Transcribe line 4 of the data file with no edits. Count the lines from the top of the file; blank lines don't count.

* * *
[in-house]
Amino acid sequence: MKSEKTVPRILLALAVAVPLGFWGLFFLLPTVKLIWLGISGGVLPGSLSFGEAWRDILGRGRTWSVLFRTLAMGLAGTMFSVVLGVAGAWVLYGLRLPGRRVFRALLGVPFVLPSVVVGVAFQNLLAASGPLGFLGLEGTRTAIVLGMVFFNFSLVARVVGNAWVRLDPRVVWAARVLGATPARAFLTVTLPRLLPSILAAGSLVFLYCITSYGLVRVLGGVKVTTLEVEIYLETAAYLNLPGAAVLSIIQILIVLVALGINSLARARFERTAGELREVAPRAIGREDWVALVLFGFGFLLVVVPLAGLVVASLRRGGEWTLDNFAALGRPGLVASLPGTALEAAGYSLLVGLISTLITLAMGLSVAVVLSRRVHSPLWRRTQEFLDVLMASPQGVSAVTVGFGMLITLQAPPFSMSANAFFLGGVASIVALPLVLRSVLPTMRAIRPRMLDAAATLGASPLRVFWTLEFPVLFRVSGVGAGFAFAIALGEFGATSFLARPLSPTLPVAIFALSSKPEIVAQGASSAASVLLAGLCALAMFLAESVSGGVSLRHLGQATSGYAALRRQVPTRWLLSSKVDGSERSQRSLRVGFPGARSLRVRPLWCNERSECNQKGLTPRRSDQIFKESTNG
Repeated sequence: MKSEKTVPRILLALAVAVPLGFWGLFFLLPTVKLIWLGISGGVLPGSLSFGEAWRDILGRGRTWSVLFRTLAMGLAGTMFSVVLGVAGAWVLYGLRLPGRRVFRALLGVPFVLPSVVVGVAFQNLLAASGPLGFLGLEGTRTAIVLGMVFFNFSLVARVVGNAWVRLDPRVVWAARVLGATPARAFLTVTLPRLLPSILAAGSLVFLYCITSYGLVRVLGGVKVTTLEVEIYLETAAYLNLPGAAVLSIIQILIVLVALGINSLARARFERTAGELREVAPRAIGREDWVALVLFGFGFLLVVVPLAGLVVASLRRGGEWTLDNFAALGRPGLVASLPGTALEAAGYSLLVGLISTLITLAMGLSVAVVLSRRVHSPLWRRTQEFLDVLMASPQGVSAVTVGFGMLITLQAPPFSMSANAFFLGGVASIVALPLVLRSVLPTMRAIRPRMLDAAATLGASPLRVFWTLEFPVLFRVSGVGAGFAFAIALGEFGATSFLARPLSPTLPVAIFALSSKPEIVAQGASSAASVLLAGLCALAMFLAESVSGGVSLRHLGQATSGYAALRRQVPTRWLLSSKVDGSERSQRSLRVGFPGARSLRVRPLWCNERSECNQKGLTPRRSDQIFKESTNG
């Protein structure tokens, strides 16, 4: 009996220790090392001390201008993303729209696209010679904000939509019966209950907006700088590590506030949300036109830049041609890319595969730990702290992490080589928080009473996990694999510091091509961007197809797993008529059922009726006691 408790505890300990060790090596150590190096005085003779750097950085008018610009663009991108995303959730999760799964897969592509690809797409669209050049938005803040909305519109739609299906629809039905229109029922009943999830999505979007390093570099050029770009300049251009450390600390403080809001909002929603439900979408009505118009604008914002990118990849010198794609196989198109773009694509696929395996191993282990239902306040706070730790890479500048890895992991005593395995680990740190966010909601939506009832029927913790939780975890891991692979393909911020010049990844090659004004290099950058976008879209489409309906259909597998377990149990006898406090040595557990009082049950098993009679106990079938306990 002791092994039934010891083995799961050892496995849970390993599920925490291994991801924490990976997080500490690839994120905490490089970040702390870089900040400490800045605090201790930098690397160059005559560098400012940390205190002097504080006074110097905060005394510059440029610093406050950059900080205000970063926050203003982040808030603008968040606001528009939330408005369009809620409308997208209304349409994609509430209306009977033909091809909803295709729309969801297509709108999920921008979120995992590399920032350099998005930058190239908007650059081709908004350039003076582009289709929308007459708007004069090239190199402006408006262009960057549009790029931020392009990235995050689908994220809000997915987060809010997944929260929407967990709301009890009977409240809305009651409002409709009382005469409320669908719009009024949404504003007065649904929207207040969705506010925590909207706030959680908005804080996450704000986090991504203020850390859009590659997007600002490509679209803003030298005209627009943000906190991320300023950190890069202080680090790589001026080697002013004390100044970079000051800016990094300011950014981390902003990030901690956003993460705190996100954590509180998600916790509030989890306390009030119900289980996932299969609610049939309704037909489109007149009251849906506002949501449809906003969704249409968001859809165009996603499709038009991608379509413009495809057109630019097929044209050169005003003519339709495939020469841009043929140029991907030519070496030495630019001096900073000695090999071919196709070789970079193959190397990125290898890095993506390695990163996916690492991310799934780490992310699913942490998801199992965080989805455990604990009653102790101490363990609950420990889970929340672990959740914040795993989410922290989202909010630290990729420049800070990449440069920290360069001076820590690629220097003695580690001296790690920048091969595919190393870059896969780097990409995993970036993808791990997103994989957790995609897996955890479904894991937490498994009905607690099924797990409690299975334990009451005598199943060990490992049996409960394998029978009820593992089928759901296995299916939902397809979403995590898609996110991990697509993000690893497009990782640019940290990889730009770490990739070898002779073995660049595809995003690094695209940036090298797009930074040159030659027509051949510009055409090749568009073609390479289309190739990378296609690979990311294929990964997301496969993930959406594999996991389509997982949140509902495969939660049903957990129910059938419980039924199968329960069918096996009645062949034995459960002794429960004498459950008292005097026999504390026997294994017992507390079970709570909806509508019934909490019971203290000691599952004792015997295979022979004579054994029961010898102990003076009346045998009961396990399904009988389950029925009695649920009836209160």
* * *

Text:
């Protein structure tokens, strides 16, 4: 009996220790090392001390201008993303729209696209010679904000939509019966209950907006700088590590506030949300036109830049041609890319595969730990702290992490080589928080009473996990694999510091091509961007197809797993008529059922009726006691 408790505890300990060790090596150590190096005085003779750097950085008018610009663009991108995303959730999760799964897969592509690809797409669209050049938005803040909305519109739609299906629809039905229109029922009943999830999505979007390093570099050029770009300049251009450390600390403080809001909002929603439900979408009505118009604008914002990118990849010198794609196989198109773009694509696929395996191993282990239902306040706070730790890479500048890895992991005593395995680990740190966010909601939506009832029927913790939780975890891991692979393909911020010049990844090659004004290099950058976008879209489409309906259909597998377990149990006898406090040595557990009082049950098993009679106990079938306990 002791092994039934010891083995799961050892496995849970390993599920925490291994991801924490990976997080500490690839994120905490490089970040702390870089900040400490800045605090201790930098690397160059005559560098400012940390205190002097504080006074110097905060005394510059440029610093406050950059900080205000970063926050203003982040808030603008968040606001528009939330408005369009809620409308997208209304349409994609509430209306009977033909091809909803295709729309969801297509709108999920921008979120995992590399920032350099998005930058190239908007650059081709908004350039003076582009289709929308007459708007004069090239190199402006408006262009960057549009790029931020392009990235995050689908994220809000997915987060809010997944929260929407967990709301009890009977409240809305009651409002409709009382005469409320669908719009009024949404504003007065649904929207207040969705506010925590909207706030959680908005804080996450704000986090991504203020850390859009590659997007600002490509679209803003030298005209627009943000906190991320300023950190890069202080680090790589001026080697002013004390100044970079000051800016990094300011950014981390902003990030901690956003993460705190996100954590509180998600916790509030989890306390009030119900289980996932299969609610049939309704037909489109007149009251849906506002949501449809906003969704249409968001859809165009996603499709038009991608379509413009495809057109630019097929044209050169005003003519339709495939020469841009043929140029991907030519070496030495630019001096900073000695090999071919196709070789970079193959190397990125290898890095993506390695990163996916690492991310799934780490992310699913942490998801199992965080989805455990604990009653102790101490363990609950420990889970929340672990959740914040795993989410922290989202909010630290990729420049800070990449440069920290360069001076820590690629220097003695580690001296790690920048091969595919190393870059896969780097990409995993970036993808791990997103994989957790995609897996955890479904894991937490498994009905607690099924797990409690299975334990009451005598199943060990490992049996409960394998029978009820593992089928759901296995299916939902397809979403995590898609996110991990697509993000690893497009990782640019940290990889730009770490990739070898002779073995660049595809995003690094695209940036090298797009930074040159030659027509051949510009055409090749568009073609390479289309190739990378296609690979990311294929990964997301496969993930959406594999996991389509997982949140509902495969939660049903957990129910059938419980039924199968329960069918096996009645062949034995459960002794429960004498459950008292005097026999504390026997294994017992507390079970709570909806509508019934909490019971203290000691599952004792015997295979022979004579054994029961010898102990003076009346045998009961396990399904009988389950029925009695649920009836209160």